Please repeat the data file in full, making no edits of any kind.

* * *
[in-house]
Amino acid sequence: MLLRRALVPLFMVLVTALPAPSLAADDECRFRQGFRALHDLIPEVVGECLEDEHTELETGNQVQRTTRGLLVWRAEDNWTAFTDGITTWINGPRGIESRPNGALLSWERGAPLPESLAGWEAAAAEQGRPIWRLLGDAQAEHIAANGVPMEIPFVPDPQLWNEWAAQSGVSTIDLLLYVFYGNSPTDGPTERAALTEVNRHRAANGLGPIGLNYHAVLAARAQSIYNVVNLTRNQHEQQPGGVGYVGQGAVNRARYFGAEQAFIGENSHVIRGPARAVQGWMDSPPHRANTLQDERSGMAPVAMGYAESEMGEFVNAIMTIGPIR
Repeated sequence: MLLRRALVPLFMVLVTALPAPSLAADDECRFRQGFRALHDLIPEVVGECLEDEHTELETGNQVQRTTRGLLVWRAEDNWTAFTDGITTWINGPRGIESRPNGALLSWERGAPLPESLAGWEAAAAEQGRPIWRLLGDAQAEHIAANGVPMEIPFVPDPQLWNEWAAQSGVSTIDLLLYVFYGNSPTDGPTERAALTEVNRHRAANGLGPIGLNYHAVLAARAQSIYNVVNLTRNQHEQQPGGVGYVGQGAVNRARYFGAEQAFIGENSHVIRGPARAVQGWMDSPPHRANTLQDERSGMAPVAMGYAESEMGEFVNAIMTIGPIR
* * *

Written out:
[in-house]
Amino acid sequence: MLLRRALVPLFMVLVTALPAPSLAADDECRFRQGFRALHDLIPEVVGECLEDEHTELETGNQVQRTTRGLLVWRAEDNWTAFTDGITTWINGPRGIESRPNGALLSWERGAPLPESLAGWEAAAAEQGRPIWRLLGDAQAEHIAANGVPMEIPFVPDPQLWNEWAAQSGVSTIDLLLYVFYGNSPTDGPTERAALTEVNRHRAANGLGPIGLNYHAVLAARAQSIYNVVNLTRNQHEQQPGGVGYVGQGAVNRARYFGAEQAFIGENSHVIRGPARAVQGWMDSPPHRANTLQDERSGMAPVAMGYAESEMGEFVNAIMTIGPIR
Repeated sequence: MLLRRALVPLFMVLVTALPAPSLAADDECRFRQGFRALHDLIPEVVGECLEDEHTELETGNQVQRTTRGLLVWRAEDNWTAFTDGITTWINGPRGIESRPNGALLSWERGAPLPESLAGWEAAAAEQGRPIWRLLGDAQAEHIAANGVPMEIPFVPDPQLWNEWAAQSGVSTIDLLLYVFYGNSPTDGPTERAALTEVNRHRAANGLGPIGLNYHAVLAARAQSIYNVVNLTRNQHEQQPGGVGYVGQGAVNRARYFGAEQAFIGENSHVIRGPARAVQGWMDSPPHRANTLQDERSGMAPVAMGYAESEMGEFVNAIMTIGPIR